Appolinaire also shared his career pathway, starting with his study of mechanical engineering and leading to his research combining mechanical engineering and robotics at the Bristol Robotics Laboratory. He spoke about a chance meeting with Rio Paralympic Triathlon gold medal winner Andy Lewis, and how this inspired him to change his research focus to robotic rehabilitation devices such as prosthetic joints and limbs.
Currently in the UK there are 5-6000 major limb amputations every year.
This area of Appolinaire’s research is heavily inspired by systems found in nature and these bio-inspired robotics have the potential to greatly improve the efficiency of current rehabilitation/prosthetic devices and improve the lives of people around the world.
Appolinaire’s passion for his research and how it can be of real benefit to people is truly inspiring. You can watch the full talk here:
Suppose there was a Zombie outbreak? How confident would you be to predict what would happen?
Well lucky for us, Emily Walsh Senior Lecturer in Mathematics at UWE, has created a new BoxEd school outreach activity, a mathematical model of a zombie apocalypse.
This engaging activity allows students to work through the maths behind infectious disease modelling, using a combination of mini lectures, tasks and guided solutions.
The BoxEd forms part of a new series of online outreach activities made available to schools during the pandemic and features an extension activity and short film created by Foundation BSc Maths student Michael.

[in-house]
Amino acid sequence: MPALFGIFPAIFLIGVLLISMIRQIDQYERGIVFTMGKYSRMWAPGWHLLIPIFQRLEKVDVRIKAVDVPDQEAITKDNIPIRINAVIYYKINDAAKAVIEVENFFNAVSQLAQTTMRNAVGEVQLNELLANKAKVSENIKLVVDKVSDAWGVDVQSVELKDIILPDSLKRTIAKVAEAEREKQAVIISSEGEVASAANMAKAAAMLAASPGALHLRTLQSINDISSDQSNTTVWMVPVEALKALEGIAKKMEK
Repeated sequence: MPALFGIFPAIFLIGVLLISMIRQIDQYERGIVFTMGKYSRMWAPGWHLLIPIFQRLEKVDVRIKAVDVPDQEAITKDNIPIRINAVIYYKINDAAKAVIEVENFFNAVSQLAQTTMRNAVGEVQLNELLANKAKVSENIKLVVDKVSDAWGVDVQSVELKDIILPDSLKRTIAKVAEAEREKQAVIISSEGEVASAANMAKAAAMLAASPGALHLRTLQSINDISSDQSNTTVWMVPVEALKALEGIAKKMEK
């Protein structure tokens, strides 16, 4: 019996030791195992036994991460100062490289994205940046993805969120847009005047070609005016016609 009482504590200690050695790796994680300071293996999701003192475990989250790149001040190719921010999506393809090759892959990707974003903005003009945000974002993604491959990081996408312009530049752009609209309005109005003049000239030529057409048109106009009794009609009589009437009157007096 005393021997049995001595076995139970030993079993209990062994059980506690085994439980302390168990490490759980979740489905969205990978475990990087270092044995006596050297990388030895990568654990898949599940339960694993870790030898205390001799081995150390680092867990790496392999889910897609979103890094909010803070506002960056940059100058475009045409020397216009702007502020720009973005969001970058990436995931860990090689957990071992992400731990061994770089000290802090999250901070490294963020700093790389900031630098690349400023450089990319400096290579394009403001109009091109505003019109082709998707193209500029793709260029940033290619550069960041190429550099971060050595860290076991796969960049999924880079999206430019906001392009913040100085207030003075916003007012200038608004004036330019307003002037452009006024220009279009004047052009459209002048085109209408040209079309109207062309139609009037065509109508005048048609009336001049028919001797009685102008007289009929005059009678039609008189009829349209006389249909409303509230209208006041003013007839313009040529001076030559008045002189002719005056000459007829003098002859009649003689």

Michael’s video has been a huge success with over 300 views so far. To celebrate his hard work he was nominated to receive a signed copy of Fermat’s Last Theorem by science writer and co-founder of the Undergraduates Ambassador Scheme (UAS), Simon Singh.
The UAS encourage undergraduates to go into schools as part of their degree, in order to learn valuable skills, act as role models, build links between universities and schools, and contribute to widening participation.
As Michael points out in his video, whilst this activity has a little fun with zombie fiction, the mathematical model explored mimics those used in real life. Such models provide a valuable tool in understanding the mechanisms and patterns of disease transmission, including that of COVID_19.
Hopefully by engaging with this activity and Michael’s video, more young people will see the real world applications of what they are learning in school and the impact they could have as the future generation of mathematicians.
Mathematicians have and always will influence society in huge ways, as the next generation of mathematicians you will too, it’s never too early to start thinking about how you can change the world.
The DETI Inspire programme recently teamed up with Primary Engineer to provide online teacher CPD sessions for 10 primary schools in the West of England region.
These one-day online sessions supported teachers to deliver a whole class, curriculum mapped engineering project, in this instance, building an electric car.
Primary Engineer supplied all participants with the materials required to run the session, so they were able to follow along in real time and build their own cars with support from their session leader.
Teachers from Ashton Gate Primary, Horfield CEVC Primary, Little Stoke Primary, St Werburghs Primary, Parson Street Primary, Broomhill Junior, St Barnabas Primary, Wellesley Primary, Nova Primary, and Barton Hill Academy all attended the sessions online.
Feedback from the participants was really positive, and we were very pleased to note that the new online delivery method worked well.
Excellent training. Explanation was very thorough and the trainer was incredibly patient and supportive. The resources available and next steps are incredible and allows the school to actively participate in STEM with confidence.
Primary Engineer Electric Car CPD Participant